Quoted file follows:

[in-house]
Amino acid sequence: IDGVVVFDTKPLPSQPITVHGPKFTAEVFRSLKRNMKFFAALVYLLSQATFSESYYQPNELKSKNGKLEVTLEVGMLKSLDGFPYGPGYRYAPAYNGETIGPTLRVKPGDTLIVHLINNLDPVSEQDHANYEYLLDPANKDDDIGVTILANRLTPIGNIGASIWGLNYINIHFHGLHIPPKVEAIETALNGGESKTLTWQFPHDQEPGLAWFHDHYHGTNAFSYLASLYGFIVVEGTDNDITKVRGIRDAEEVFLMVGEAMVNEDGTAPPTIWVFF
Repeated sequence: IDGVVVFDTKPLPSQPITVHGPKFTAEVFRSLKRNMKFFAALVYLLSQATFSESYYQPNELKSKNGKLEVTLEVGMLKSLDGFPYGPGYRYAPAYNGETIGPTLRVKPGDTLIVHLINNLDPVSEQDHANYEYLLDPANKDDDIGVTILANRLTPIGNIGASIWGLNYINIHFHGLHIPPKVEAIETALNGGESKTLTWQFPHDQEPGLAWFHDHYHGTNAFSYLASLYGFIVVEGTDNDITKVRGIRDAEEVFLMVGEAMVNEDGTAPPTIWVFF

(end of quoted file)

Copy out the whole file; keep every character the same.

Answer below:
[in-house]
Amino acid sequence: IDGVVVFDTKPLPSQPITVHGPKFTAEVFRSLKRNMKFFAALVYLLSQATFSESYYQPNELKSKNGKLEVTLEVGMLKSLDGFPYGPGYRYAPAYNGETIGPTLRVKPGDTLIVHLINNLDPVSEQDHANYEYLLDPANKDDDIGVTILANRLTPIGNIGASIWGLNYINIHFHGLHIPPKVEAIETALNGGESKTLTWQFPHDQEPGLAWFHDHYHGTNAFSYLASLYGFIVVEGTDNDITKVRGIRDAEEVFLMVGEAMVNEDGTAPPTIWVFF
Repeated sequence: IDGVVVFDTKPLPSQPITVHGPKFTAEVFRSLKRNMKFFAALVYLLSQATFSESYYQPNELKSKNGKLEVTLEVGMLKSLDGFPYGPGYRYAPAYNGETIGPTLRVKPGDTLIVHLINNLDPVSEQDHANYEYLLDPANKDDDIGVTILANRLTPIGNIGASIWGLNYINIHFHGLHIPPKVEAIETALNGGESKTLTWQFPHDQEPGLAWFHDHYHGTNAFSYLASLYGFIVVEGTDNDITKVRGIRDAEEVFLMVGEAMVNEDGTAPPTIWVFF